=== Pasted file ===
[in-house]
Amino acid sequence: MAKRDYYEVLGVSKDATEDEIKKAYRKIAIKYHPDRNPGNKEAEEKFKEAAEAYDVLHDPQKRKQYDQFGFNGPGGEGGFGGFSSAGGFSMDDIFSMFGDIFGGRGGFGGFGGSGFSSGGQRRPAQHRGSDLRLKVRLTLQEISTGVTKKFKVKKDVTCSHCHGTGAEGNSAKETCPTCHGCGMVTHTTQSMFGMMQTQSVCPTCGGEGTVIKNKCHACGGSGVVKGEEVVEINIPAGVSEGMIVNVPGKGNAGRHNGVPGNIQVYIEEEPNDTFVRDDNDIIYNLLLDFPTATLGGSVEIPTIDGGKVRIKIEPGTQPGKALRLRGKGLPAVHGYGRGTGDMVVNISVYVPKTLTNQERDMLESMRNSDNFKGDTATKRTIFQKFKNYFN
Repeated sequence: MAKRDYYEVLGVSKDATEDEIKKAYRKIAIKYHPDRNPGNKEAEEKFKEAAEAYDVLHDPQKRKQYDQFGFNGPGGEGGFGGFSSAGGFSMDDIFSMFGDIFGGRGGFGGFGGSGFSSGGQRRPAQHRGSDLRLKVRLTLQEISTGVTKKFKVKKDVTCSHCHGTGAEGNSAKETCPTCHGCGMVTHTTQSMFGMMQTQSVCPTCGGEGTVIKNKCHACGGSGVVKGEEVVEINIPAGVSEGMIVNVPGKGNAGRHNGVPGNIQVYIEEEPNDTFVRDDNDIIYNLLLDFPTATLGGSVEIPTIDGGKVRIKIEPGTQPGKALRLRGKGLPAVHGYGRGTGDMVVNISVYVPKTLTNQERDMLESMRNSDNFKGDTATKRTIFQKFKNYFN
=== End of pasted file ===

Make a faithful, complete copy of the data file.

[in-house]
Amino acid sequence: MAKRDYYEVLGVSKDATEDEIKKAYRKIAIKYHPDRNPGNKEAEEKFKEAAEAYDVLHDPQKRKQYDQFGFNGPGGEGGFGGFSSAGGFSMDDIFSMFGDIFGGRGGFGGFGGSGFSSGGQRRPAQHRGSDLRLKVRLTLQEISTGVTKKFKVKKDVTCSHCHGTGAEGNSAKETCPTCHGCGMVTHTTQSMFGMMQTQSVCPTCGGEGTVIKNKCHACGGSGVVKGEEVVEINIPAGVSEGMIVNVPGKGNAGRHNGVPGNIQVYIEEEPNDTFVRDDNDIIYNLLLDFPTATLGGSVEIPTIDGGKVRIKIEPGTQPGKALRLRGKGLPAVHGYGRGTGDMVVNISVYVPKTLTNQERDMLESMRNSDNFKGDTATKRTIFQKFKNYFN
Repeated sequence: MAKRDYYEVLGVSKDATEDEIKKAYRKIAIKYHPDRNPGNKEAEEKFKEAAEAYDVLHDPQKRKQYDQFGFNGPGGEGGFGGFSSAGGFSMDDIFSMFGDIFGGRGGFGGFGGSGFSSGGQRRPAQHRGSDLRLKVRLTLQEISTGVTKKFKVKKDVTCSHCHGTGAEGNSAKETCPTCHGCGMVTHTTQSMFGMMQTQSVCPTCGGEGTVIKNKCHACGGSGVVKGEEVVEINIPAGVSEGMIVNVPGKGNAGRHNGVPGNIQVYIEEEPNDTFVRDDNDIIYNLLLDFPTATLGGSVEIPTIDGGKVRIKIEPGTQPGKALRLRGKGLPAVHGYGRGTGDMVVNISVYVPKTLTNQERDMLESMRNSDNFKGDTATKRTIFQKFKNYFN